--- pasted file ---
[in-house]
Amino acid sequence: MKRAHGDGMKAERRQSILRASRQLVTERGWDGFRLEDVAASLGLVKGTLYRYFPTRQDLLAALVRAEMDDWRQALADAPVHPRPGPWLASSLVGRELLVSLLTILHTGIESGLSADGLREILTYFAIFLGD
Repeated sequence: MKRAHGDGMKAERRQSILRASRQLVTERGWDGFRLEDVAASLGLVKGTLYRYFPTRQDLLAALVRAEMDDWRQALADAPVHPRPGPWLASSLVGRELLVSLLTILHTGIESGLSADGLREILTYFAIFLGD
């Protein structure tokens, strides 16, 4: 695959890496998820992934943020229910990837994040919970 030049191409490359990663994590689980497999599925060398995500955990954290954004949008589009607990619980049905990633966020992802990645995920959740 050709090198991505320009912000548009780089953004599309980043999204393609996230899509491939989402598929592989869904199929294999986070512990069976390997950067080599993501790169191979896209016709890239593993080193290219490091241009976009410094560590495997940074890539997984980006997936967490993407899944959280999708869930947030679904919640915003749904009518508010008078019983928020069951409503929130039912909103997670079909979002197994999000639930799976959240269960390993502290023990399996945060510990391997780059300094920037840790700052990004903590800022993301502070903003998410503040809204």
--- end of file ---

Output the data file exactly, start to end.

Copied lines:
[in-house]
Amino acid sequence: MKRAHGDGMKAERRQSILRASRQLVTERGWDGFRLEDVAASLGLVKGTLYRYFPTRQDLLAALVRAEMDDWRQALADAPVHPRPGPWLASSLVGRELLVSLLTILHTGIESGLSADGLREILTYFAIFLGD
Repeated sequence: MKRAHGDGMKAERRQSILRASRQLVTERGWDGFRLEDVAASLGLVKGTLYRYFPTRQDLLAALVRAEMDDWRQALADAPVHPRPGPWLASSLVGRELLVSLLTILHTGIESGLSADGLREILTYFAIFLGD
């Protein structure tokens, strides 16, 4: 695959890496998820992934943020229910990837994040919970 030049191409490359990663994590689980497999599925060398995500955990954290954004949008589009607990619980049905990633966020992802990645995920959740 050709090198991505320009912000548009780089953004599309980043999204393609996230899509491939989402598929592989869904199929294999986070512990069976390997950067080599993501790169191979896209016709890239593993080193290219490091241009976009410094560590495997940074890539997984980006997936967490993407899944959280999708869930947030679904919640915003749904009518508010008078019983928020069951409503929130039912909103997670079909979002197994999000639930799976959240269960390993502290023990399996945060510990391997780059300094920037840790700052990004903590800022993301502070903003998410503040809204």